By ALAN J. ORTBALS
Last month, the Illinois Supreme Court smacked a big, bright, UNCONSTITUTIONAL stamp on the legislature’s 2013 pension fix law. It wasn’t a mixed review. The decision was both unanimous and harsh. The legislature has tried to lie their way out and wriggle their way out and neither has worked. So, what’s a state to do?
This pension problem is nothing new. Gov. Bill Stratton was first warned about underfunding in 1959. For more than 65 years the legislature has been borrowing from the pension funds rather than raising taxes or cutting spending. Talk about a slow-motion train wreck!
Twenty years ago, that pension debt was $17 billion which seemed like a serious sum at the time—serious enough to get the legislature to act but not serious enough to devise a real solution. 90 percent of state spending went to health care, education, social services and public safety and the state’s 3 percent flat rate income tax wasn’t enough to pay the bills, so they used accounting gimmicks to make it look like it went away, figuring they’d be out of office by the time the bill came due.
The solution in 1995 was to enact what they called a “pension funding ramp” that back loaded the cost so the payment schedule looked like a hockey stick. Initially the payments were manageable but they eventually ballooned to astronomical proportions. That solution was so ineffective that by 2008 when the stock market crashed, taking pension funds with it, Illinois’ unfunded liability had grown from $17 billion to $54 billion. And, of course, the handle of the hockey stick was still swinging our way.
Now the pension debt stands at $111 billion and, with the Supreme Court’s decision, it’s clear that we can no longer game our way out of this. Winston Churchill said, “You can always count on the Americans to do the right thing, after they’ve tried everything else.” Maybe it’s time the Illinois Legislature does the right thing.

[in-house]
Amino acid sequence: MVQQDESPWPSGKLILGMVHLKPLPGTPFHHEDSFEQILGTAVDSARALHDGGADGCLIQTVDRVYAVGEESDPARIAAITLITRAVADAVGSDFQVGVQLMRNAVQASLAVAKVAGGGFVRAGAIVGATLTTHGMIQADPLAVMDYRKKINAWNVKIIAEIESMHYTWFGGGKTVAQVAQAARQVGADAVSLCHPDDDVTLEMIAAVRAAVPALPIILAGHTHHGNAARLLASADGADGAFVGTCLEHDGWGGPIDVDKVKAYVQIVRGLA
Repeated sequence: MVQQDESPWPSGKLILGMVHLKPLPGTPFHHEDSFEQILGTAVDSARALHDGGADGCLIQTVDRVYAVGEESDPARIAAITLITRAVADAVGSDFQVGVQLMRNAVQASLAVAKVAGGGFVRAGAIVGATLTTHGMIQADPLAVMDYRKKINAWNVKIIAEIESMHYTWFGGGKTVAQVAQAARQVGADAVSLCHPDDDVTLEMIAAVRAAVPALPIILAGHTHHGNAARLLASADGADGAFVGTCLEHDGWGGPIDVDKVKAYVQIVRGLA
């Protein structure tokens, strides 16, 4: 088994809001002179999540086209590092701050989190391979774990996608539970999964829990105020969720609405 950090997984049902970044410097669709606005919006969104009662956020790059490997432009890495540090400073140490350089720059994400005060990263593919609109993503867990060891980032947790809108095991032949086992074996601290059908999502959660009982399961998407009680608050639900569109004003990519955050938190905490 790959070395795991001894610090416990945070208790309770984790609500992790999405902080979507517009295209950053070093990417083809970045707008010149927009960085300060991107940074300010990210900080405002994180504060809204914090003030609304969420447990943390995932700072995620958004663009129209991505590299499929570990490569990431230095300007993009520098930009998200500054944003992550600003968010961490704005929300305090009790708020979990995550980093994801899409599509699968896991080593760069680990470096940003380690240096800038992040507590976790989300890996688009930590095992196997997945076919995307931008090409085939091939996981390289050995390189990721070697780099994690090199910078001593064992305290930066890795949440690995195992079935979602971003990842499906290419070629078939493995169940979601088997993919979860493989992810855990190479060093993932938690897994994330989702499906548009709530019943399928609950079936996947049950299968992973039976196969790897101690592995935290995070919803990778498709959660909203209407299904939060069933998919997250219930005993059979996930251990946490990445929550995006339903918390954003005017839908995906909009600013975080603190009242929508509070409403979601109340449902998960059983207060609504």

The Illinois Center for Tax and Budget Accountability, an Illinois think tank, has laid out a sensible and balanced 6-point plan to bring Illinois back to solvency.
1) Re-amortize the pension repayment schedule that sets a level-dollar annual payment and make those payments not just legally binding but legally enforceable by the pension systems.
2) Expand the sales tax base to include consumer services. This will generate more stable, less volatile revenue and better align tax policy with the modern economy. Of the 47 states with a sales tax, Illinois has the narrowest base. But only consumer services should be covered in any base expansion. Taxing business-to-business service transactions would result in highly inefficient and economically distorting tax pyramiding.
3) Increase the personal income tax rate from its current 3.75 percent to between 4.5 and 4.75 percent.
4) Start taxing retirement income. Illinois is one of only three states with an income tax that broadly excludes all retirement income from the state income tax. The Center for Tax and Budget Accountability recommends phasing out the exclusion for retirement income as taxpayer income increases to ensure that fixed-income/low-income seniors are not harmed economically.
5) Conduct a thorough review of tax expenditures. Those that do not generate demonstrable public benefits, or which do not serve a legitimate tax policy purpose, should be eliminated.
6) Provide some targeted tax relief focused on low and middle-income families.
I think that’s an honest and forthright approach. So, now that we’ve exhausted all other alternatives, can our leaders be counted on to do the right thing?
I often tell people you really only need three people to get something done in Illinois: the Speaker of the House, the President of the Senate and the Governor. If you have those three, everyone else goes along.
Come on, boys! It’s not as hard as you’re making it look. No more political maneuvering, no more gaming the system; no more dancing around the problem. Get the job done!
Alan Ortbals is president and publisher of the Illinois Business Journal. He can be reached at [email protected]
By ALAN J. ORTBALS